Septennial Act 1715

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Septenial Act 1715  (1715) 
The Septenial Act 1715 prevented any Parliament from continuing for longer than seven years.

Septennial Act 1715 c.38 1_Geo_1_St_2

An Act for enlarging the Time of Continuance of Parliaments, appointed by an Act made in the Sixth Year of the Reign of King William and Queen Mary, intituled An Act for the frequent meeting and calling of Parliaments

Whereas in and by the Meeting of Parliament Act 1694 it was, among other things, enacted, that from thenceforth no Parliament whatsoever, that should at any time thenafter be called, assembled, or held, should have any continuance longer than for three years only at the farthest, to be accounted from the day on which by the writ of summons the said Parliament should be appointed to meet: And whereas it has been found by experience that the said clause hath proved very grievous and burthensome, by occasioning much greater and more continued expences in order to elections of members to serve in Parliament, and more violent and lasting heats and animosities among the subjects of this realm, than were ever known before the said clause was enacted; and the said provision, if it should continue, may probably at this juncture, when a restless and popish faction are designing and endeavouring to renew the rebellion within this kingdom, and an invasion from abroad, be destructive to the peace and security of the government: Be it enacted by the Kings most excellent Majesty, by and with the advice and consent of the lords spiritual and temporal, and commons, in Parliament assembled, and by the authority of the same, thatthis present Parliament, and all Parliaments that shall at any time hereafter be called, assembled, or held, shall and may respectively have continuance for seven years, and no longer, to be accounted from the day on which by the writ of summons this present Parliament hath been, or any future Parliament shall be, appointed to meet, unless this present or any such Parliament hereafter to be summoned shall be sooner dissolved by his Majesty, his heirs or successors.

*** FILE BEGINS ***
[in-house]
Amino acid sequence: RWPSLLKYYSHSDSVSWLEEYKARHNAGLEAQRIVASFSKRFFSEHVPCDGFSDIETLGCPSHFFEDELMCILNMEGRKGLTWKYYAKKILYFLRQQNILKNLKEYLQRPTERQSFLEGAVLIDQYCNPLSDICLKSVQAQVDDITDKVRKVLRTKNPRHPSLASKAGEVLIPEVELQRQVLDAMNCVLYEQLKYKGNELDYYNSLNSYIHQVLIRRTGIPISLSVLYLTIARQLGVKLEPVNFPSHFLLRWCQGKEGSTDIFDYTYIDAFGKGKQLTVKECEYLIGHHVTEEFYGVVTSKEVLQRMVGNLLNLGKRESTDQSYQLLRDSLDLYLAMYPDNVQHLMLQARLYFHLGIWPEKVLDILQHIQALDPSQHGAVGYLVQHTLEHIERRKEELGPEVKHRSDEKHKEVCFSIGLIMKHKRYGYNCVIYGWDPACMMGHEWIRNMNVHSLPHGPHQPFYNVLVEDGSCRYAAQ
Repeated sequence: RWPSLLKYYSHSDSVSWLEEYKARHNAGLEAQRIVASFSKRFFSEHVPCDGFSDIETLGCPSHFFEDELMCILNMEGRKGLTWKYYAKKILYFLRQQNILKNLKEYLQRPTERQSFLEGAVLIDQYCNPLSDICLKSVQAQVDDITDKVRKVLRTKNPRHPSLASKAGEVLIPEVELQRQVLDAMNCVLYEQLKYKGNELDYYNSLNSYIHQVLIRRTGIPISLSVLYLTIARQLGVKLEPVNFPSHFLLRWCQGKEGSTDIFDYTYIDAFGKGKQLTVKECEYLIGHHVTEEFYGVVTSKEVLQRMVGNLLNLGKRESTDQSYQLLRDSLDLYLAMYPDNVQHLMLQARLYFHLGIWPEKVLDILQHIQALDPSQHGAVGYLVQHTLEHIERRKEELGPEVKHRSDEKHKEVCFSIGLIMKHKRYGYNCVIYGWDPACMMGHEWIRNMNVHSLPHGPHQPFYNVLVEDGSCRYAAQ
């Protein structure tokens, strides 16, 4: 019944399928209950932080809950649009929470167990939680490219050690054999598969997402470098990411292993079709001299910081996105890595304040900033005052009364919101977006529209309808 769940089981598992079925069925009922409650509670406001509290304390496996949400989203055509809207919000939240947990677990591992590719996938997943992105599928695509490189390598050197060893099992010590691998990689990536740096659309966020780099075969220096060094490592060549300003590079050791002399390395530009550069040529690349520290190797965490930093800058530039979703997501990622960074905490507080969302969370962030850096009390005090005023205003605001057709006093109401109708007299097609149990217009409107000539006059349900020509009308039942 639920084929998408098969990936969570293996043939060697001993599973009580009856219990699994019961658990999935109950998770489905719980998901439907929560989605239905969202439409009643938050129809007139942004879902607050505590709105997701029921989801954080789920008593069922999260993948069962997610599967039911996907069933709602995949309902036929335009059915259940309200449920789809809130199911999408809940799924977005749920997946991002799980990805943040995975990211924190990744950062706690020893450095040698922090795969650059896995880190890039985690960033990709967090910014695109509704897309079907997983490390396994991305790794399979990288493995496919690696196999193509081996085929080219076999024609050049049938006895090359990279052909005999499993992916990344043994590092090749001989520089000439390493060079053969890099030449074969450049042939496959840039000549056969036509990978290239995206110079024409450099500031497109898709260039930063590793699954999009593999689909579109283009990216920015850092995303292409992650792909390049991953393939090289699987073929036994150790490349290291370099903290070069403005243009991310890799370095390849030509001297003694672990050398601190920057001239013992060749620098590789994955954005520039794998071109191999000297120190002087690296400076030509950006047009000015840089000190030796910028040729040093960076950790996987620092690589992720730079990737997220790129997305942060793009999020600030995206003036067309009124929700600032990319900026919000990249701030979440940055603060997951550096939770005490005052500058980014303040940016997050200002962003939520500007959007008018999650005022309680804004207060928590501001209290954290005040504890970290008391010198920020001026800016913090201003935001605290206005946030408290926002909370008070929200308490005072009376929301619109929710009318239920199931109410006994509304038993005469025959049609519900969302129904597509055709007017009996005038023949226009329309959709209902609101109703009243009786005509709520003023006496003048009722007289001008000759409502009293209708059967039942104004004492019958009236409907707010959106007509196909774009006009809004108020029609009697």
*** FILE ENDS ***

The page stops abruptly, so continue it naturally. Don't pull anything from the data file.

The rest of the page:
Notes[edit]

  1. The Parliament Act 1911 changed "seven years" to "five years".

Sources[edit]

This work is in the public domain worldwide because the work was created by a public body of the United Kingdom with Crown Status and commercially published before 1964.

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